By Ruth Jiang
For this month’s artist profile, we’re focusing our attention on DJ SNAX. Having DJ’d at some of Boston’s most popular venues and clubs such as Royale, Whisky Saigon, and many more, the 22 year old SNAX is a self-taught DJ who mixes together Caribbean and Moonbahton vibes together to creating a sound that you can’t help but move your body to. Check out our interview with DJ SNAX below.
1. How did you get started in DJing/Producing?
I started teaching myself how to DJ at the end of high school. I had just been exposed to big music festivals like Ultra and have always loved Hip Hop. The idea of rocking a party and making people dance moved me, so I began teaching myself the basics. I quickly became addicted to it and stayed up all night practicing and strengthening my library. In college I started doing house parties, then larger events. I played at venues and on air in New York, and returned to Boston where I’ve played at the best bars and clubs.
2. How has your style changed over the years? What draws you to the sound of “Caribbean bass rhythms”?
I try and show my Latin roots in all of my sets. I’ve always been so interested in Caribbean and Latin music because people can’t help but dance to it, and that’s what’s most important to me. I began fusing that music with big drums and drops and that has ultimately developed into my sound. No matter how my set starts there’s typically a section where I go back to my roots.
3. Where is your favorite place to DJ? Why?
I really like Ascend Nightclub. Aesthetically, it’s really nice looking. But the balcony, stairs, and DJ booth make everything very intimate. While the DJ seems “closed off” there’s people standing every which way so it’s like we’re all partying together.
4. If you could pick one place outside of Boston to perform at, where would it be and why?
I really want to DJ in LA. The east coast scene is heavily driven by mainstream music – which is fine. But I know that LA has more niche communities where I could play more high risk tracks comfortably. I think I could have a lot of fun out west.
5. What are some challenges you’ve faced as a DJ?
The biggest challenge is the competition, which is obvious. Nowadays there’s so many DJs and events going on all at once. Everyone’s “the next big thing” or throwing the biggest party – it’s getting saturated. Nowadays, people are becoming successful just because they’re connected to the right people. It’s frustrating sometimes but that’s the business.
6. Have there been any weird/crazy/interesting stories that have happened while at one of your shows? Care to share?
Probably one of the scariest things that has happened to me happened during my first ever set at Royale. For some reason one of the CDJs stopped working mid set, so I had to put the other one on a really long loop. I was definitely freaking out but people just kept partying, luckily. Besides that, it’s crazy people jumping, pulling, and screaming at me…which isn’t out of the ordinary at this point.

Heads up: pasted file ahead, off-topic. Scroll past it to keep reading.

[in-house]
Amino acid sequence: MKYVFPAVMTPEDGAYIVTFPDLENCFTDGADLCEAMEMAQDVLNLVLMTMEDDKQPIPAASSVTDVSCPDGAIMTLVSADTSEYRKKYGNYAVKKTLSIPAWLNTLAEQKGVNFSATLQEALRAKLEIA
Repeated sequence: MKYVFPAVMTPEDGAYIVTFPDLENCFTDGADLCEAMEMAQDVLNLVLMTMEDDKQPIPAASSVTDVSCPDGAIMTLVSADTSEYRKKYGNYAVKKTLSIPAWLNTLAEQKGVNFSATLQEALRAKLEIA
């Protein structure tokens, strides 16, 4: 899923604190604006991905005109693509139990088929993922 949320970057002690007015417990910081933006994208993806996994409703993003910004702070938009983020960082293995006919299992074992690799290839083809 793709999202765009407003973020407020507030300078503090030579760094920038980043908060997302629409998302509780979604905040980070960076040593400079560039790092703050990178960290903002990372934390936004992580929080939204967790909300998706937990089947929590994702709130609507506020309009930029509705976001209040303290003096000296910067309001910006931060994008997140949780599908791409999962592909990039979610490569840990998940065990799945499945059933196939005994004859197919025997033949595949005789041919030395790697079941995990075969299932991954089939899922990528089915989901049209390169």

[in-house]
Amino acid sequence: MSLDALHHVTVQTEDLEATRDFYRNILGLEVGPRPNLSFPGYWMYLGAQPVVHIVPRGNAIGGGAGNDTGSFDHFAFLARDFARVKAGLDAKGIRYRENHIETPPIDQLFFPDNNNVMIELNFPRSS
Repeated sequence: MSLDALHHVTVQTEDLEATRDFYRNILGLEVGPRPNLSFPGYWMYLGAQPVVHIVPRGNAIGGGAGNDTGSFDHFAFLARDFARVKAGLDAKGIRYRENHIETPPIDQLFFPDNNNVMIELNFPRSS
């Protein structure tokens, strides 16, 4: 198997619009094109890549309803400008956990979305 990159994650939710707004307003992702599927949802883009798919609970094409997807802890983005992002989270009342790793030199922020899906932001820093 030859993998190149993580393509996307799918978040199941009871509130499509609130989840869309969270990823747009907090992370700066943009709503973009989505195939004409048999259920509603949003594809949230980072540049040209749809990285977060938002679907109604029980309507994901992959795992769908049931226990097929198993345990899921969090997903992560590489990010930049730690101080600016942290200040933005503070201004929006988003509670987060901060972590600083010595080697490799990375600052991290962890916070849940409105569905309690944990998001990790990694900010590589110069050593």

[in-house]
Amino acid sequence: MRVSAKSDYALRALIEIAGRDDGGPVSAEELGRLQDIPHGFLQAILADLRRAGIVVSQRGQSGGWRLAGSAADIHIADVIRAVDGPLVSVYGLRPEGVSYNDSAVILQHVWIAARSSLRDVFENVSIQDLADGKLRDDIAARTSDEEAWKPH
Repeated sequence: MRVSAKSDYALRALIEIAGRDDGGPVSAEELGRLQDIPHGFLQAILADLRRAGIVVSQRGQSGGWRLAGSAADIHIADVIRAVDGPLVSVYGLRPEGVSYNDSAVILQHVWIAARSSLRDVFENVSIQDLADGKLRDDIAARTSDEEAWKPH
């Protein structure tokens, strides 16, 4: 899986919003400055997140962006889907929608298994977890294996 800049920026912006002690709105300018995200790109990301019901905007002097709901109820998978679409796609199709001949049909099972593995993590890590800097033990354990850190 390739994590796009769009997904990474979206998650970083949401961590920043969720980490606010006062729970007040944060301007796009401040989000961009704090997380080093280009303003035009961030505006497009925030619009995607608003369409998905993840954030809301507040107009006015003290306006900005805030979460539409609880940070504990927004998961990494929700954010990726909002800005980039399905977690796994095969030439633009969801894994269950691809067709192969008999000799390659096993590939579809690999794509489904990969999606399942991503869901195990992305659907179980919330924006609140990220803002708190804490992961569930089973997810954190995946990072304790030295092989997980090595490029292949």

7. What music and/or which people have inspired you throughout your time as a DJ?
My two biggest musical inspirations are probably Diplo & Kanye West. They’ve inspired me to take risks with high energy sets. Usually when I get on I think “how many different genres can I play in this one set?” And I just go all over the place. I don’t care if it’s the #1 song in the world, or the hottest track in Africa 6 years ago… if it bangs, it bangs. DJ’s might not be “creating music” on the spot, but we are definitely manipulating music for a memorable experience.
8. Is there anything you’d want to improve on with your DJ skills?
I’m trying to improve my scratching. I want to get on A-Trak’s level haha. I just think it’ll legitimize my DJing.
9. Has there been any moment that you have been really proud of yourself for something you’ve accomplished as a DJ?
I’m very grateful for every opportunity. Any time I see someone really rocking out and having a great time because of my set, I get really happy. But if I had to choose a single moment I would have to say that every time I’ve played at Royale has been a “wow” moment.
10. What’s something listeners don’t know about your creative process when it comes to producing and DJing?
I don’t think listeners understand the preparation that goes into DJing. I make a lot of edits on Ableton – like A LOT. I really try to stand out and the best way to do it, in my eyes, is make tracks that no other person has heard of or will every be able to play.
11. What are your plans for 2017 and beyond?
I’m trying to play at every major venue in Boston. I only have a handful left. I plan to play at a festival or a concert in the near future, and I want a residency somewhere. We’ll see where we go.